Force and Motion
Protons are injected at 2.0 x 105 m/s into a 2000 turn-per-meter solenoid carrying 3.0 A clockwise in the diagram at right. Determine the protons' orbit radius.
A solenoid is a very useful device for generating a uniform magnetic field. A solenoid consists of a wire carrying current i wrapped N times around a hollow core of radius R and length L. Typically, L is substantially larger than R (much larger than illustrated below). Contrast this with a coil of wire, in which R is typically larger than L.
In a solenoid, the magnetic field inside the core is extremely uniform. In a sense, the small radius and long length "concentrate" the magnetic field within the core leading to an approximately constant value. Again, this contrasts with a coil of wire, in which the field varies at different locatoins inside and outside the coil.
By using Ampere's Law, and a few simplifying approximations, it can be shown that the field inside the solenoid is given by:
where n is the turn density, the number of loops of wire, or turns, per meter. Therefore, the solenoid described in the problem creates a magnetic field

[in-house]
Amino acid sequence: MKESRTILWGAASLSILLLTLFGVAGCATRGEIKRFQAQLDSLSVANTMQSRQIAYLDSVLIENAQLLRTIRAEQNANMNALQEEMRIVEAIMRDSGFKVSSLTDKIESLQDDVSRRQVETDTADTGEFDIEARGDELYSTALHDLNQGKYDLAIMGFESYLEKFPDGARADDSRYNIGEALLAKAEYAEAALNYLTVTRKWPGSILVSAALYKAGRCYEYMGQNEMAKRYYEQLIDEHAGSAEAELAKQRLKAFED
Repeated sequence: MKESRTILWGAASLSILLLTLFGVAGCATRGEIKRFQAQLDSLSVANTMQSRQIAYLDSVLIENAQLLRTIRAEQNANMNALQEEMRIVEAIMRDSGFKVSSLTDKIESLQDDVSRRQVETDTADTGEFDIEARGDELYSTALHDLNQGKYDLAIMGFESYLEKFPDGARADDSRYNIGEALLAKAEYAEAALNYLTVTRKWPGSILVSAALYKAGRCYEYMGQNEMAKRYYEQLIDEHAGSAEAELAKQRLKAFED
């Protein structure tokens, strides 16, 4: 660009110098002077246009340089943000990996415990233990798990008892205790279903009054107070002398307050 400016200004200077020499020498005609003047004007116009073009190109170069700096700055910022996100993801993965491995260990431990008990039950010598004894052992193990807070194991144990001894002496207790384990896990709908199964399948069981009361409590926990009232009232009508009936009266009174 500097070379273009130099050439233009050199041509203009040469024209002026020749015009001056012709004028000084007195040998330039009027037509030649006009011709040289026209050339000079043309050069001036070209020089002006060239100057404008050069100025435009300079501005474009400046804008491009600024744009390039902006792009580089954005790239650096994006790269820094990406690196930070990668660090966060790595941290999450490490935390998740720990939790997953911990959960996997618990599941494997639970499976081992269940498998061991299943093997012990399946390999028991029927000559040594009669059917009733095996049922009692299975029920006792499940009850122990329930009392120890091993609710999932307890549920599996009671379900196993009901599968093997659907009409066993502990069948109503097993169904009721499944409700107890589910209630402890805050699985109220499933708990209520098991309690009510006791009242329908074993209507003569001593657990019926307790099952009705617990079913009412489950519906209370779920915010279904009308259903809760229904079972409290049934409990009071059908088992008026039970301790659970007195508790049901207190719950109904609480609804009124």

This field is directed into the page since the current flows clockwise.
This magnetic field will create a magnetic force on the proton. When the proton first enters the device the magnetic force will be directed upward, causing the path of the proton to bend upward. As the proton begins to move upward the direction of the magnetic force changes, and when the proton is moving directly upward the force will be to the left. This will cause the proton to bend toward the left. When the proton is moving directly leftward the magnetic force will be directed downward, causing the proton to begin to bend downward. And so on...
Since the magnetic force is always perpendicular to the direction of travel of the proton, the magnetic force causes the proton to make a non-stop left-hand turn! The proton will begin moving in circles due to this force, and since the force has no component along the direction of travel of the proton it does no work on the proton and the proton moves at constant speed. Basically, magnetic fields "steer" charged particles but don't make them speed up or slow down.
With this in mind, let's apply Newton's Second Law to the proton the instant it enters the solenoid:
It enters the solenoid traveling in the +x-direction, and it will accelerate toward the center of its circular path, the +y-direction. (Remember that this radial acceleration can be expressed as v2/r.)
The proton will circle at constant speed at this radius.